I've read the policy and still see no violation of the rules :-(. Ronja is a piece of hardware, no question about truth or bias then. Verifiability could be in question here but as someone has noticed before, there are lots of installations around the world with photographic evidence. Google itself finds about 300 pictures for "ronja optical" and about 13000 links for the same phrase. Unfortunataly, most of them are not in English but it's still evidence. If you want citations there's only two types you can get: "It's a great piece of technology" which is biased and therefore not acceptable, or "Ronja is an optical link device" which in fact is not a citation, it's a fact. Actually, I see no citations in "pentium" article neither... Requesting citations in hardware-related articles doesn't make much sense to me. Rpodgorny 11:51, 7 December 2006 (UTC)
The article fails WP:V because it currently does not cite reliable sources. Again quoting from WP:V: "Articles should contain only material that has been published by reliable sources". Bias doesn't necessarily have to be excluded -- for example, if a major magazine published a review of the product (or perhaps a "how to"), that might count as a reliable source. For an article to remain at Wikipedia, it must have proper sources. If such sources are not available, then again it cannot be included at Wikipedia. --AbsolutDan (talk) 13:39, 7 December 2006 (UTC)
So now I finally understand it. Does the "reliable source" have to be in English? Rpodgorny 15:45, 7 December 2006 (UTC)
As far as I'm aware, there's no requirement that sources must be in English, as long as they're proper citations and not just bare links. --AbsolutDan (talk) 23:08, 7 December 2006 (UTC)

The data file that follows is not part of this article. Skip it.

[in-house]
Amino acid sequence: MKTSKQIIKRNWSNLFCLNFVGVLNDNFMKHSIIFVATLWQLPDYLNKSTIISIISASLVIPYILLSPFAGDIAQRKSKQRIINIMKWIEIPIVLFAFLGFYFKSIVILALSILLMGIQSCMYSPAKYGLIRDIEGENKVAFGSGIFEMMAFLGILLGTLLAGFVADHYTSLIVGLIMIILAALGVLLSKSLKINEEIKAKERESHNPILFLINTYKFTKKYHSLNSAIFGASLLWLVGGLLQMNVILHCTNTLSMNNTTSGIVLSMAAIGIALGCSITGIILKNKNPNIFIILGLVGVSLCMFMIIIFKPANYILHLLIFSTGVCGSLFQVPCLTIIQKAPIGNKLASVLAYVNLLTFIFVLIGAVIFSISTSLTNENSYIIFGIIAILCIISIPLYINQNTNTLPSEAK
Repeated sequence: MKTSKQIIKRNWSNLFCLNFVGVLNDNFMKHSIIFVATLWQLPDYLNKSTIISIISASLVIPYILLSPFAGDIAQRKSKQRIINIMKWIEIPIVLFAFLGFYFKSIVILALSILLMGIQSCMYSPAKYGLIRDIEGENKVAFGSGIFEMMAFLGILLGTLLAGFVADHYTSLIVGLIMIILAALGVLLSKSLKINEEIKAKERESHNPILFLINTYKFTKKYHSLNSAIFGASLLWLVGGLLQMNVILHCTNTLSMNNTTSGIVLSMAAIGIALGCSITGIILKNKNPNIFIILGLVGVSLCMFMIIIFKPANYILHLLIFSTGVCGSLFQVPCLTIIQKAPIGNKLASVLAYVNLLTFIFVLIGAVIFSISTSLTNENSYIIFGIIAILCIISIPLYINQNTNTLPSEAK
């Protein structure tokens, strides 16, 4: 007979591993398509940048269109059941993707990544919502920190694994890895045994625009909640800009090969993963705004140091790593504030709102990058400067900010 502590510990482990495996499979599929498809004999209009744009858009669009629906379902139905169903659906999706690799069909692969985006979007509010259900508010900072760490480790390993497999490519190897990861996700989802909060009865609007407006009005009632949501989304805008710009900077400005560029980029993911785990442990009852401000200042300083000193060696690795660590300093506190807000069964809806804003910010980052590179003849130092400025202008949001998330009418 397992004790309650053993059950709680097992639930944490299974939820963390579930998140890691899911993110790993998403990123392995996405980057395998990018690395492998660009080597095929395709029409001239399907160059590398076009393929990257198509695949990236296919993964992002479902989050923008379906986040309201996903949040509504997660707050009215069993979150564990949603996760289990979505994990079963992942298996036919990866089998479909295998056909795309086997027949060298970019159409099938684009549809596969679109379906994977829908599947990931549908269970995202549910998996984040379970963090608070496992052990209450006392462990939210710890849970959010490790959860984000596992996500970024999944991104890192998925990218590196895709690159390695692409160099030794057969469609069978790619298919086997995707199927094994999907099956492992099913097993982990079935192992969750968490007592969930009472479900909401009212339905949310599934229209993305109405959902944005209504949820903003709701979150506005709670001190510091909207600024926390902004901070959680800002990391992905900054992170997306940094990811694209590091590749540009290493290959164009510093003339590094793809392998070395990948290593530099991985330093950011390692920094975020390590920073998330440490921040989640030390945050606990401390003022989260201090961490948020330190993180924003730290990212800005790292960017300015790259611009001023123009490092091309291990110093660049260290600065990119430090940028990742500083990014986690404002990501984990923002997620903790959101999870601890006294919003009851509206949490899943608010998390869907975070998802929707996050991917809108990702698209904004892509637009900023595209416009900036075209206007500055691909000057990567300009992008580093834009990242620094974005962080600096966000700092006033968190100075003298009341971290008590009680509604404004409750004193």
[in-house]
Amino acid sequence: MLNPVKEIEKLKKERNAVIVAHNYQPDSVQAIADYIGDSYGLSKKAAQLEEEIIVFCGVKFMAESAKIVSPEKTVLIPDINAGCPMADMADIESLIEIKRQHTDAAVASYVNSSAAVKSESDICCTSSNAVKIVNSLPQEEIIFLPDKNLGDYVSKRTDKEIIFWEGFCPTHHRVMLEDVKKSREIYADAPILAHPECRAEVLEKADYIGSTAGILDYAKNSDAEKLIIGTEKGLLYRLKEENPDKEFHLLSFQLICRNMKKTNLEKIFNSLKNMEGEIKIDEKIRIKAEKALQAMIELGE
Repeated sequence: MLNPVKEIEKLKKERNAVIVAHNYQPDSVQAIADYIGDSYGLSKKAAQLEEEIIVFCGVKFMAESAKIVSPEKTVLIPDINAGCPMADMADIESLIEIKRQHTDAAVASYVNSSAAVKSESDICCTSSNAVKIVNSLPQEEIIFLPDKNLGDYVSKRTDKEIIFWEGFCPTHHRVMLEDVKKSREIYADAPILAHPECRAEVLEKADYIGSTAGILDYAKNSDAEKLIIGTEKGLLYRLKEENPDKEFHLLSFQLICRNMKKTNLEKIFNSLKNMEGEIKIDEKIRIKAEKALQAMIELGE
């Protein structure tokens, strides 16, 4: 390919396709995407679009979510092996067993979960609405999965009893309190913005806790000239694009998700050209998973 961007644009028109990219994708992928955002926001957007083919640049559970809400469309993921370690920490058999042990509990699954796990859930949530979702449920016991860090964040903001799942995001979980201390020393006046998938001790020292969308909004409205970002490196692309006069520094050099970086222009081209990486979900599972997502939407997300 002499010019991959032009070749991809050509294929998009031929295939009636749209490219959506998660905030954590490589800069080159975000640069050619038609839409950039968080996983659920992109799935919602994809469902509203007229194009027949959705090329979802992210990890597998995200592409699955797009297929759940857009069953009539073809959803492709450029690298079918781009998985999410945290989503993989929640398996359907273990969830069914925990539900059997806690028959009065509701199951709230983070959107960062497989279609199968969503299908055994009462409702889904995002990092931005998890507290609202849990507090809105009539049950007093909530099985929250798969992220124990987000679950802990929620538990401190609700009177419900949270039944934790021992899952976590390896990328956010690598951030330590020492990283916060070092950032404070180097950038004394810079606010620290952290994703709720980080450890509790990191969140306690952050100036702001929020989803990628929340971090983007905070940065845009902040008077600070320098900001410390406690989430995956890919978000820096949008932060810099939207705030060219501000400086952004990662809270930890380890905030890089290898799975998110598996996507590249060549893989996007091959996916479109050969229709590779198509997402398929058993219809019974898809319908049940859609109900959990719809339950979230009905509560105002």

Content of this article can be assumed as notable. This system is used in couple of APs of ≈Tulkolahten≈≈talk≈ 21:25, 17 December 2006 (UTC)
The only proof of notability can come from citations from reliable sources, per WP:V. --AbsolutDan (talk) 03:13, 18 December 2006 (UTC)
I added two references from one with description and secodn with list of installations. ≈Tulkolahten≈≈talk≈ 02:00, 19 December 2006 (UTC)

Some suggestions:

--mj41 09:46, 6 December 2006 (UTC)

Ronja type technology is known to a number of academics in a wide range of physics disciplines. It is only a matter of time before official developments are accepted or published in a reputable journal. Even if publication is in 1 - 2 years time, the article is still valid without citation. Private free space research takes some time to be accepted into mainstream science, as it is developed by a blend of academic and enthusiasts who may not follow established scientific protocols, due to financial or time constraints. The fact that there are several operating systems, complete with detailed and accurate schematics available, give the device credibility. I am of the opinion that the article is notable for its demonstration both of new technology, and international amateur scientific co-operation, and the existing evidence satisfies Wiki guidelines at this stage.

--Bluglass 21:00, 5 January 2007 (UTC)

Keep. Intersofia 00:41, 13 January 2007 (UTC)
If Ronja is really known to a number of academics in a wide range of physics disciplines then you should be able to provide reliable sources to assert notability. Credibility is irrelevant, only notability as per wikipedia standards is. Also, you don't seem to understand how things work on wikipedia. We don't write article in antipaticion of the subject becoming notable in the future. We only write articles if they are noteable as of this moment. If something becomes noteable in the future then then and only then should you write an article. Having said all that, looking briefly at the sources I expect this article may meet notability requirements, barely as of this moment. But it is important that contributors understand wikipedian policies on notability. BTW, commercial or not is kind of irrelevant IMHO. Spam is spam whether it's for commercial reasons or just a misguided user or developer. Something that is non-noteable should not have an article regardless of whether it's commercial Nil Einne 15:52, 25 June 2007 (UTC)